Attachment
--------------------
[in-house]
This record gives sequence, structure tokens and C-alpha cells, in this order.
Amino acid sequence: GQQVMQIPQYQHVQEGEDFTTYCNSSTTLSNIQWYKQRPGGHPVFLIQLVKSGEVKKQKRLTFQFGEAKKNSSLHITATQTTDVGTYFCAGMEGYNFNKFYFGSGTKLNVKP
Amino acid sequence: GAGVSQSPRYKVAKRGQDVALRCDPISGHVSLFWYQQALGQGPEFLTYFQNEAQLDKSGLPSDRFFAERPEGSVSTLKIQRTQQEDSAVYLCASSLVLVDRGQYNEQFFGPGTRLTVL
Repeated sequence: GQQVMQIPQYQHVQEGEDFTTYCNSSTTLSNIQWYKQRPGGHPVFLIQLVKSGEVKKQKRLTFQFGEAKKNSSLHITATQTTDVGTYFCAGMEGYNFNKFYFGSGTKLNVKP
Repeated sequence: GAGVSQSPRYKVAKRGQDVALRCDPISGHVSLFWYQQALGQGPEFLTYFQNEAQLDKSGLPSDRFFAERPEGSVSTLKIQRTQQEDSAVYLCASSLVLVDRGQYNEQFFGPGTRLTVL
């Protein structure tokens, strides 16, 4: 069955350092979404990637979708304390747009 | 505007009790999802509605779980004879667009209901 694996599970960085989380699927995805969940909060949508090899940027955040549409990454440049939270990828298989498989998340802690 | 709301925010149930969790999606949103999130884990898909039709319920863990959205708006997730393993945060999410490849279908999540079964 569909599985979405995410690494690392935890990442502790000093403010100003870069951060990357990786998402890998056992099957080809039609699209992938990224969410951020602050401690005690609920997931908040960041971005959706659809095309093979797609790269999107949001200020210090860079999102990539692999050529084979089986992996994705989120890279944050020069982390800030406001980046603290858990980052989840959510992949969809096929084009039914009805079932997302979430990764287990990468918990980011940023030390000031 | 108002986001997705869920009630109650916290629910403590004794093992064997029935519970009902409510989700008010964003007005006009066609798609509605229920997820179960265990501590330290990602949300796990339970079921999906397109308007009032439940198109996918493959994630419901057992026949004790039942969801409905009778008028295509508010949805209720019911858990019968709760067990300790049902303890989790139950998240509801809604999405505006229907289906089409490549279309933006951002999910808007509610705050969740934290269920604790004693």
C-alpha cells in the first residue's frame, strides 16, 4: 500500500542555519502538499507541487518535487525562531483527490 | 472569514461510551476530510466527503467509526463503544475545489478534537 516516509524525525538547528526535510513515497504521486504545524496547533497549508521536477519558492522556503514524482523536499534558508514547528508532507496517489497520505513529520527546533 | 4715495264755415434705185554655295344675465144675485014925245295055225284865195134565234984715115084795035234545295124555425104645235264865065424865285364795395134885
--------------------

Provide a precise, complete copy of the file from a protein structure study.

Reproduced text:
[in-house]
This record gives sequence, structure tokens and C-alpha cells, in this order.
Amino acid sequence: GQQVMQIPQYQHVQEGEDFTTYCNSSTTLSNIQWYKQRPGGHPVFLIQLVKSGEVKKQKRLTFQFGEAKKNSSLHITATQTTDVGTYFCAGMEGYNFNKFYFGSGTKLNVKP
Amino acid sequence: GAGVSQSPRYKVAKRGQDVALRCDPISGHVSLFWYQQALGQGPEFLTYFQNEAQLDKSGLPSDRFFAERPEGSVSTLKIQRTQQEDSAVYLCASSLVLVDRGQYNEQFFGPGTRLTVL
Repeated sequence: GQQVMQIPQYQHVQEGEDFTTYCNSSTTLSNIQWYKQRPGGHPVFLIQLVKSGEVKKQKRLTFQFGEAKKNSSLHITATQTTDVGTYFCAGMEGYNFNKFYFGSGTKLNVKP
Repeated sequence: GAGVSQSPRYKVAKRGQDVALRCDPISGHVSLFWYQQALGQGPEFLTYFQNEAQLDKSGLPSDRFFAERPEGSVSTLKIQRTQQEDSAVYLCASSLVLVDRGQYNEQFFGPGTRLTVL
């Protein structure tokens, strides 16, 4: 069955350092979404990637979708304390747009 | 505007009790999802509605779980004879667009209901 694996599970960085989380699927995805969940909060949508090899940027955040549409990454440049939270990828298989498989998340802690 | 709301925010149930969790999606949103999130884990898909039709319920863990959205708006997730393993945060999410490849279908999540079964 569909599985979405995410690494690392935890990442502790000093403010100003870069951060990357990786998402890998056992099957080809039609699209992938990224969410951020602050401690005690609920997931908040960041971005959706659809095309093979797609790269999107949001200020210090860079999102990539692999050529084979089986992996994705989120890279944050020069982390800030406001980046603290858990980052989840959510992949969809096929084009039914009805079932997302979430990764287990990468918990980011940023030390000031 | 108002986001997705869920009630109650916290629910403590004794093992064997029935519970009902409510989700008010964003007005006009066609798609509605229920997820179960265990501590330290990602949300796990339970079921999906397109308007009032439940198109996918493959994630419901057992026949004790039942969801409905009778008028295509508010949805209720019911858990019968709760067990300790049902303890989790139950998240509801809604999405505006229907289906089409490549279309933006951002999910808007509610705050969740934290269920604790004693």
C-alpha cells in the first residue's frame, strides 16, 4: 500500500542555519502538499507541487518535487525562531483527490 | 472569514461510551476530510466527503467509526463503544475545489478534537 516516509524525525538547528526535510513515497504521486504545524496547533497549508521536477519558492522556503514524482523536499534558508514547528508532507496517489497520505513529520527546533 | 4715495264755415434705185554655295344675465144675485014925245295055225284865195134565234984715115084795035234545295124555425104645235264865065424865285364795395134885